Whitchurch Road


whitchurchde sat25The two finished baseboards for my 7mm scale layout were dug out and exhibited at Railex 2010 and I received a good deal of encouragement and enthusiasm for my efforts.  The subject is a little-used wayside Metropolitan Railway station in the Vale of Aylesbury in the early twenties, similar to Waddesdon Manor.  Everything is scratch built apart from the rails, figures and a few wagon kits.  The ‘H’ Class 4-4-4T Locomotive was built from the excellent Quainton Road Models kit developed by David Howes. These are now available again along with the rest of the QRM range via Davids new website, (see ‘Partner Weblinks’ section), an absolute must for all 7mm Met & GC followers.  Photos are from the M.R.J. no 207 feature by the courtesy of David Lane and Barry Norman.


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1920 saw the introduction of the handsome H class 4-4-4T locomotives. They were fast and capable, working the trains north west from Rickmansworth, over the Chilterns at Dutchlands summit and down into the Vale of Aylesbury.  This train is made up of teak Dreadnought carriages, and ‘Galatea’, one of the two Pullmans.


A Quainton Road Models etched Brass box van, and a scratchbuilt brake van before they painted the end panels red.

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The brick footbridge staircase support with it’s tiny window.

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An E class 0-4-4T with a louvred teak milk van, seen from the approach to the coal staithes.

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The GCR motor car often had the odd wagon coupled on, but it looked much better without.

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The station entrances in this part of Aylesbury Vale were pretty quiet, with very little adornment. All the buildings had a bracketed canopy like a foreshortened version of the platform side.

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No 80 in the coal siding, the goods platform is the other side.


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No 27 somehow still had it’s condensing pipes, like No 23. One Beyer-Peacock 4-4-0T was sold to Sir Arthur Elvin for pulling contractors trains when dismantling the Wembley Exhibition.

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The E class engines were used for secondary duties, with the newer more powerful G,H and K class locomotives on the heavier main line trains.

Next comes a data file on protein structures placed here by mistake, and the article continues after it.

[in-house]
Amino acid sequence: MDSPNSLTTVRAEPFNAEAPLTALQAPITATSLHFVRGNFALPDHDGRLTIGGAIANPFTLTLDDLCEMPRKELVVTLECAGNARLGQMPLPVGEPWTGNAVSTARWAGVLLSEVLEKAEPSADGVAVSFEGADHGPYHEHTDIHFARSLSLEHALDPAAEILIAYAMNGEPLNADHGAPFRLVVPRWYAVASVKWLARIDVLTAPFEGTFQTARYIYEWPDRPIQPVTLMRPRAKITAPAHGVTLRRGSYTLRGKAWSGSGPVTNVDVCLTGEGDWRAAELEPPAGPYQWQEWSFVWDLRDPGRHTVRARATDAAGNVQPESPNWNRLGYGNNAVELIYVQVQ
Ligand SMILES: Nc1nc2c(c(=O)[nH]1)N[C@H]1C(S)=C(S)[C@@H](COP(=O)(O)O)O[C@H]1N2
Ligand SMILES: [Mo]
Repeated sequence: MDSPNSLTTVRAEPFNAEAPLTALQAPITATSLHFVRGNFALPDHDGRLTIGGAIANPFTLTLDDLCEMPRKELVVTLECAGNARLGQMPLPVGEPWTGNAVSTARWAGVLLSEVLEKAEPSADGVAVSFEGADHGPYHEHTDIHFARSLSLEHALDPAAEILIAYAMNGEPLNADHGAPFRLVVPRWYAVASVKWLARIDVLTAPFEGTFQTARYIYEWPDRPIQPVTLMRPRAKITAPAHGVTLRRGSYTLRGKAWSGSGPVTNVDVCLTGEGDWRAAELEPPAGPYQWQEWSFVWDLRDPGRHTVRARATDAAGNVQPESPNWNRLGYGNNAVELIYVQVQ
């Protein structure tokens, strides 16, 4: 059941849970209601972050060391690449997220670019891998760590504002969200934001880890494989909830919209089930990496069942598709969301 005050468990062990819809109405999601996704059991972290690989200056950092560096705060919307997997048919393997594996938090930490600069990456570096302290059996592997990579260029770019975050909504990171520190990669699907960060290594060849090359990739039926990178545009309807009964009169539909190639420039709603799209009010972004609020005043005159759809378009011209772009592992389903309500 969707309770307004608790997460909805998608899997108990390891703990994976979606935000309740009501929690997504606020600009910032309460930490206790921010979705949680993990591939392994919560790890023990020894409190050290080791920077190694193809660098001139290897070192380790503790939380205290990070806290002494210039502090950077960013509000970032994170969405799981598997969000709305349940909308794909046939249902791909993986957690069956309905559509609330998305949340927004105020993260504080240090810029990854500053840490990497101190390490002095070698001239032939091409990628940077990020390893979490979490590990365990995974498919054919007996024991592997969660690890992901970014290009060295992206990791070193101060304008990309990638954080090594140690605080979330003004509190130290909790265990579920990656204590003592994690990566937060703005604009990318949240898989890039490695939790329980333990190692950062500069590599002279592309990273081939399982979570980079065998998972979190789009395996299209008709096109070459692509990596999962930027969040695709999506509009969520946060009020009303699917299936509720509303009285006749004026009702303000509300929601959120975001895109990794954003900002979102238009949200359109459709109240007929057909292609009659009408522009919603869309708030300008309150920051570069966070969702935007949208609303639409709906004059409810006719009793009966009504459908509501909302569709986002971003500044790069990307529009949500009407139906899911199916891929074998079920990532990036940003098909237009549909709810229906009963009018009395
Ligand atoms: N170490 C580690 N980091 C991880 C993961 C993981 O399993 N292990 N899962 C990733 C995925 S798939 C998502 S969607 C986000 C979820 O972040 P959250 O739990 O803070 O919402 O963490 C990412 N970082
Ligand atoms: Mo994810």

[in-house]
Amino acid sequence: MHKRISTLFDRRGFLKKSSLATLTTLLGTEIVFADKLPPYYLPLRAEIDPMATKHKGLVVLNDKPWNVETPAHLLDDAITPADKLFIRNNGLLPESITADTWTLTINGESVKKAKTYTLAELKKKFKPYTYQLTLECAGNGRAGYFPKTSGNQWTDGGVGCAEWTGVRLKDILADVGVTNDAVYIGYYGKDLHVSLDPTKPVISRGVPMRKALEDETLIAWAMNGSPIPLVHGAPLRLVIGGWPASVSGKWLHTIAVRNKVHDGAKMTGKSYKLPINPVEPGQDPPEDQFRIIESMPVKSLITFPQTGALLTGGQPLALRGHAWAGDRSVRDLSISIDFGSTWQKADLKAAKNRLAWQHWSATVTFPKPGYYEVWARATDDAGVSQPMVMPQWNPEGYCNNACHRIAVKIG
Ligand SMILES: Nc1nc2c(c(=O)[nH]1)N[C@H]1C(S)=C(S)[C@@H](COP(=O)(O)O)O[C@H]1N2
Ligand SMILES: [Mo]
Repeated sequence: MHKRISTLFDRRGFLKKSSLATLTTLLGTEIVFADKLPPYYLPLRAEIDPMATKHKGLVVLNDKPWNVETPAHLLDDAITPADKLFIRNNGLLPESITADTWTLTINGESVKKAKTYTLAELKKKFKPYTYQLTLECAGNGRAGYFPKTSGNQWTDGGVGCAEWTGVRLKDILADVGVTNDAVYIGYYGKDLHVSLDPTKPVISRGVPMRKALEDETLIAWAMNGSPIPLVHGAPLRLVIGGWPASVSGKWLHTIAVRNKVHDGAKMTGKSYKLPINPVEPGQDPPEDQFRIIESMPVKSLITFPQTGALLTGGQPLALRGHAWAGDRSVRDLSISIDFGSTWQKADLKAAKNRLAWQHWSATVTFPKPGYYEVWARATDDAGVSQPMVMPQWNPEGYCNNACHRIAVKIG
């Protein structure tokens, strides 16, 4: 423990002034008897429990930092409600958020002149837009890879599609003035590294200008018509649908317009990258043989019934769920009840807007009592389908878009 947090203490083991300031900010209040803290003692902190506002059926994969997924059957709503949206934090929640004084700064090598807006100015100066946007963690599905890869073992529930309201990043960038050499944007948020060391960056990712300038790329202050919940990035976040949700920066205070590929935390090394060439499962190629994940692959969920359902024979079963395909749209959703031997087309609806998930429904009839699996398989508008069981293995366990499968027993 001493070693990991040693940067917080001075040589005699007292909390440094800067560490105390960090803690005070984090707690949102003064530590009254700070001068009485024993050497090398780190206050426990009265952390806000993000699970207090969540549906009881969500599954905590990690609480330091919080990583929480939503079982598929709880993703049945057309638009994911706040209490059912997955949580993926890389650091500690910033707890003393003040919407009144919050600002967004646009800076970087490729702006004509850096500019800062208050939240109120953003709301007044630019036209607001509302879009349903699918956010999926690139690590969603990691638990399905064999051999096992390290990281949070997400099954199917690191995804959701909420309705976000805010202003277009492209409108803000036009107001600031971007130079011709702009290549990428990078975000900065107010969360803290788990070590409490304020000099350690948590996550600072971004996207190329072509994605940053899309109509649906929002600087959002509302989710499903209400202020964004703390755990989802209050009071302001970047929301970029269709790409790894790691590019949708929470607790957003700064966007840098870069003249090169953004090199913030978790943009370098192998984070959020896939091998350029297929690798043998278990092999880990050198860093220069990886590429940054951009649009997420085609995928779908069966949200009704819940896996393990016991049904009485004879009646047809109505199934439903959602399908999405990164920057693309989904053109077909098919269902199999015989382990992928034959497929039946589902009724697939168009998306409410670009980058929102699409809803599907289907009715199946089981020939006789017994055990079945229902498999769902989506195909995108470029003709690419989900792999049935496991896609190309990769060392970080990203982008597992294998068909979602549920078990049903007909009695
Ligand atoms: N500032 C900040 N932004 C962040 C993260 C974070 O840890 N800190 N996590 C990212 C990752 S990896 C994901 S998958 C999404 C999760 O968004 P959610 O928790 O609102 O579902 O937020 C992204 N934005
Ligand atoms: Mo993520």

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Stephenson Clarke opens were quite a common sight on the Met & GC.

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The back end of the coal train crossing the trailing points.

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Picking up empty coal wagons.

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A Brill Tramway train With a Manning Wardle 0 6 0ST.

This assembly of loose coupled vehicles features Brill No 1 with it’s regular driver, Harry Cross, and his trusty fireman Arthur Bayliss.  A buffered flat wagon with churns follows, then a shaky old Oxford and Aylesbury Tramroad composite four wheeler, and finally a lightweight American bogie saloon carriage.

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A Beyer Peacock locomotive No 27 shunting a Met 5 plank open wagon, the Chambers three arm shunt signal is similar to the example at Rickmansworth, These dated from the opening of the line, and had smaller sized arms than their later cousins.

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Andy Duncan found me this whitemetal kit of an Oxfordshire Hay Cart with timber raves. It would have been yellow with red wheels, like this, and it sits at the top of the embankment by the Great Central bridge.

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An ‘E’ Class 0 4 4T runs light engine past a passenger train as seen from the bridge parapet. The original Chambers platform starter signal and the picket fencing have been replaced since the station was built in 1898.

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The station is typical of those found along the Metropolitan north of Aylesbury Town.

Waddesdon Manor and Quainton Road had both Met and G.C. mainline trains running through, Granborough Road and Winslow Road stations were on a smaller loop away from the London Extension, so they only needed level crossings instead of bridges.

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An ‘A’ Class 4 4 0T with a louvered teak milk van.

A handful of the once numerous Beyer Peacock condensing tanks survived the 1907 electrification.  Nos 23, 41 and occasionally 27 were seen in the area, retained for departmental and branch line duties.